Sparrows and stuff

How come we have so many house sparrows here in 'remote' Mellon Charles, where there are so few houses? I've read that these birds are sadly in precipitous decline. Whatever, I'm not complaining for I love the cheeky, nondescript little chappies with their dark brown bibs and heads and the chappesses with their ... even more nondescript.

I have my breakfast each morning sitting up in our kitchen in front of a large window - my veritable window on the world - where I can take in the day's weather and note how urgently I really, really must get to work on the garden (sorry, Dee) and the interplay of an absolute plethora of birdlife (much greater interest!).

I've written before about pecking order so I won't get into that except to say that our tribe of house sparrow, numerically by far the strongest, is right there at the bottom of the heap. Well, perhaps equal to the greenfinches and chaffinches but definitely below (in order of ascendancy) the robins, blackbirds and thrushes, turtle doves, woodpigeons, hooded crows and herring gulls. There are of course others of our feathered friends flitting around here whenever the buzzards or sparrowhawks are absent but those listed are the only ones sharing our table. And I'm discounting the chickens, cockerel, geese and ducks owned by or owning, not too sure which, our next door crofters Kittie and her daughter Anne.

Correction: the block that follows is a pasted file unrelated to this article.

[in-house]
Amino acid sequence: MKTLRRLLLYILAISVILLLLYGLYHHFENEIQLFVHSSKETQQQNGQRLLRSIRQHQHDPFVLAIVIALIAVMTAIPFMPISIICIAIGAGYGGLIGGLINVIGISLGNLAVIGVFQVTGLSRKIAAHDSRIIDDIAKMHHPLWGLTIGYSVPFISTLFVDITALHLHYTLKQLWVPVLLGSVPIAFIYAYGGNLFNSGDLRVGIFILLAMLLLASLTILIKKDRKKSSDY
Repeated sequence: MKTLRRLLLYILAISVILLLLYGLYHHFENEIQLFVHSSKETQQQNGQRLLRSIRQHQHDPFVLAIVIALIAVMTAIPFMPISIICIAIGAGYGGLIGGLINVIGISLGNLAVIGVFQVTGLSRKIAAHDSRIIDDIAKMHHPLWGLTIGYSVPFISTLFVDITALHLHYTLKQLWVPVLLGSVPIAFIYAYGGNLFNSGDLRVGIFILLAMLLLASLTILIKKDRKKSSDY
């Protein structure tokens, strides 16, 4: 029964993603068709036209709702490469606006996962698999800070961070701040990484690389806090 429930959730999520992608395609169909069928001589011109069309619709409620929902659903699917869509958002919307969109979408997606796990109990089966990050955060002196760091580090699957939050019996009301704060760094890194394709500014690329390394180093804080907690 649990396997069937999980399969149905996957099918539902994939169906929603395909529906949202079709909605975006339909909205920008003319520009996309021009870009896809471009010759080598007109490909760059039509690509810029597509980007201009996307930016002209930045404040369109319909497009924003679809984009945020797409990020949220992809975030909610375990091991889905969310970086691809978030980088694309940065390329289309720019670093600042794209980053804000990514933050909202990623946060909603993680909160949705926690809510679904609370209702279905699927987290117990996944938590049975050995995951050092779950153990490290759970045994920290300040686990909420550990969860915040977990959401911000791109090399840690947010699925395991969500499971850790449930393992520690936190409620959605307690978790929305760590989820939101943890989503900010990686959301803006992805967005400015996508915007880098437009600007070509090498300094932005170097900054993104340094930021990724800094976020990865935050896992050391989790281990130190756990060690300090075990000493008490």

Back to the sparrows. Last week they were performing their group circus act on and around the slender, gracefully curving, three metre high stems of pampas grass. Clearly the seeds are a special once a year treat, for the gyrations of the birds as they land on the swaying stems and shuffle about, upside down or right way up, have to be seen to be believed. I felt like applauding. This week all the brown feathery attention is turned to the succulent, shiny red rugosa rosehips and no doubt we'll soon be seeing them descend in force on the rowan tree, this year absolutely covered in fast ripening fruits.

Long may the sparrows feast. Winter will come soon enough.

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